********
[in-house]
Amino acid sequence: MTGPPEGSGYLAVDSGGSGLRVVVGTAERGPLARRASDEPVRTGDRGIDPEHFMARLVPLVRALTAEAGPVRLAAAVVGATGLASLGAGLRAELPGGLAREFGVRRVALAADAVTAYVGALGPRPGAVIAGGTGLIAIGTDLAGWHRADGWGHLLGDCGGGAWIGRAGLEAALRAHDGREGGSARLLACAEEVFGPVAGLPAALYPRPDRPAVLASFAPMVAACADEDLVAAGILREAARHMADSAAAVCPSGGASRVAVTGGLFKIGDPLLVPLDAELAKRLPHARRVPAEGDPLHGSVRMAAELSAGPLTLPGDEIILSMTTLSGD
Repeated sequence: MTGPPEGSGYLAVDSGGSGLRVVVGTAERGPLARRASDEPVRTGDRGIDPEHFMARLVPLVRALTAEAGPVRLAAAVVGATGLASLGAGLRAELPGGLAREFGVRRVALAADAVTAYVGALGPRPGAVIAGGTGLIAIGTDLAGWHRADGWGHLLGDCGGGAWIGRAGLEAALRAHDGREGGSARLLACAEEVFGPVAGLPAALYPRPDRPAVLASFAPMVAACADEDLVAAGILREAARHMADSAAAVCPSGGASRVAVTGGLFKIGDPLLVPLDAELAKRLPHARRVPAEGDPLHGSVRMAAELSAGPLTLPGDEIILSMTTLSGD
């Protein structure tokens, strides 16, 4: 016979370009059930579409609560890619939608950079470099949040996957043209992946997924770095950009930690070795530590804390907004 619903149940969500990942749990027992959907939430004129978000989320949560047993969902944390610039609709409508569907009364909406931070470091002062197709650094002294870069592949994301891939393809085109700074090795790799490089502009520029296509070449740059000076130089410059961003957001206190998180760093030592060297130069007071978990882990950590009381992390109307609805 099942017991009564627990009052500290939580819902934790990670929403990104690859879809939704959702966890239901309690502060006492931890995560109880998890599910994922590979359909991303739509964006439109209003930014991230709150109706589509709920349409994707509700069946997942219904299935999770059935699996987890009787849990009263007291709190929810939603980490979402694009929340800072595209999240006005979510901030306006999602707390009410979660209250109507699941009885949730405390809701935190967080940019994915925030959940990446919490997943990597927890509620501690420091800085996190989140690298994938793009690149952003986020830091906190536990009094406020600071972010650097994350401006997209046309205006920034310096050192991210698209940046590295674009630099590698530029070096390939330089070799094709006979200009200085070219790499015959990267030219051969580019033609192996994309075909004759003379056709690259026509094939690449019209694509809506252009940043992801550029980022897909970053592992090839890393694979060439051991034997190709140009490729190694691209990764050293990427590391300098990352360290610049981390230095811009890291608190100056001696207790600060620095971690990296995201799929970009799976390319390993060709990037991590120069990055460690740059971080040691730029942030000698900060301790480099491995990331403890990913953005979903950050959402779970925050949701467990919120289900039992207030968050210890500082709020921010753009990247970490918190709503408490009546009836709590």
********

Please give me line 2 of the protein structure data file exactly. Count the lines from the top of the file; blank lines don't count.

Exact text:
Amino acid sequence: MTGPPEGSGYLAVDSGGSGLRVVVGTAERGPLARRASDEPVRTGDRGIDPEHFMARLVPLVRALTAEAGPVRLAAAVVGATGLASLGAGLRAELPGGLAREFGVRRVALAADAVTAYVGALGPRPGAVIAGGTGLIAIGTDLAGWHRADGWGHLLGDCGGGAWIGRAGLEAALRAHDGREGGSARLLACAEEVFGPVAGLPAALYPRPDRPAVLASFAPMVAACADEDLVAAGILREAARHMADSAAAVCPSGGASRVAVTGGLFKIGDPLLVPLDAELAKRLPHARRVPAEGDPLHGSVRMAAELSAGPLTLPGDEIILSMTTLSGD